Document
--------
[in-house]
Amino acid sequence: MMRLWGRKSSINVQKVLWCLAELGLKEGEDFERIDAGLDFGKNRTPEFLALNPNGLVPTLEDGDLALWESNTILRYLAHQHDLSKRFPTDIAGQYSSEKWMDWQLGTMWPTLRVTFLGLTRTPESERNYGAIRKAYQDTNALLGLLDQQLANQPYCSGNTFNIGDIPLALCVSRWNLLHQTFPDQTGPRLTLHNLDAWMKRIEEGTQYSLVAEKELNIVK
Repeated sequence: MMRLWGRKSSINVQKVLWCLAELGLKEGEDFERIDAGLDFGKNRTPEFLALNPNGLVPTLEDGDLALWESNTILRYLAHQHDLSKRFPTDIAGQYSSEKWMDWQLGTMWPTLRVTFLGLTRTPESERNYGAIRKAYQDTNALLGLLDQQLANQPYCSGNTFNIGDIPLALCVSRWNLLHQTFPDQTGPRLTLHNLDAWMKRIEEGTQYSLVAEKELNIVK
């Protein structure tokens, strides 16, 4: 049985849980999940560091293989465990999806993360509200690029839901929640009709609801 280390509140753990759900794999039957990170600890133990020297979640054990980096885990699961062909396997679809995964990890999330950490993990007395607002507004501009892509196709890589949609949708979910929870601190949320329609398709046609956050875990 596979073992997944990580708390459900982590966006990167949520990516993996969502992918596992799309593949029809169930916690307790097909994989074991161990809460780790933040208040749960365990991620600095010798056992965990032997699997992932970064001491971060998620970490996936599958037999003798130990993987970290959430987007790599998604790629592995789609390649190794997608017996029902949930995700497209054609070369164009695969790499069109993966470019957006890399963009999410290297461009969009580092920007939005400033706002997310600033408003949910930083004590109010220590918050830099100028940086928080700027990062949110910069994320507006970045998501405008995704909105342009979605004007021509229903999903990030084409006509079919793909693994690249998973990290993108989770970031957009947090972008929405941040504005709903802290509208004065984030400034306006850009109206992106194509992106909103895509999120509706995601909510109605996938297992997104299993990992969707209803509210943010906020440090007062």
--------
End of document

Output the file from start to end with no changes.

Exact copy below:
[in-house]
Amino acid sequence: MMRLWGRKSSINVQKVLWCLAELGLKEGEDFERIDAGLDFGKNRTPEFLALNPNGLVPTLEDGDLALWESNTILRYLAHQHDLSKRFPTDIAGQYSSEKWMDWQLGTMWPTLRVTFLGLTRTPESERNYGAIRKAYQDTNALLGLLDQQLANQPYCSGNTFNIGDIPLALCVSRWNLLHQTFPDQTGPRLTLHNLDAWMKRIEEGTQYSLVAEKELNIVK
Repeated sequence: MMRLWGRKSSINVQKVLWCLAELGLKEGEDFERIDAGLDFGKNRTPEFLALNPNGLVPTLEDGDLALWESNTILRYLAHQHDLSKRFPTDIAGQYSSEKWMDWQLGTMWPTLRVTFLGLTRTPESERNYGAIRKAYQDTNALLGLLDQQLANQPYCSGNTFNIGDIPLALCVSRWNLLHQTFPDQTGPRLTLHNLDAWMKRIEEGTQYSLVAEKELNIVK
């Protein structure tokens, strides 16, 4: 049985849980999940560091293989465990999806993360509200690029839901929640009709609801 280390509140753990759900794999039957990170600890133990020297979640054990980096885990699961062909396997679809995964990890999330950490993990007395607002507004501009892509196709890589949609949708979910929870601190949320329609398709046609956050875990 596979073992997944990580708390459900982590966006990167949520990516993996969502992918596992799309593949029809169930916690307790097909994989074991161990809460780790933040208040749960365990991620600095010798056992965990032997699997992932970064001491971060998620970490996936599958037999003798130990993987970290959430987007790599998604790629592995789609390649190794997608017996029902949930995700497209054609070369164009695969790499069109993966470019957006890399963009999410290297461009969009580092920007939005400033706002997310600033408003949910930083004590109010220590918050830099100028940086928080700027990062949110910069994320507006970045998501405008995704909105342009979605004007021509229903999903990030084409006509079919793909693994690249998973990290993108989770970031957009947090972008929405941040504005709903802290509208004065984030400034306006850009109206992106194509992106909103895509999120509706995601909510109605996938297992997104299993990992969707209803509210943010906020440090007062």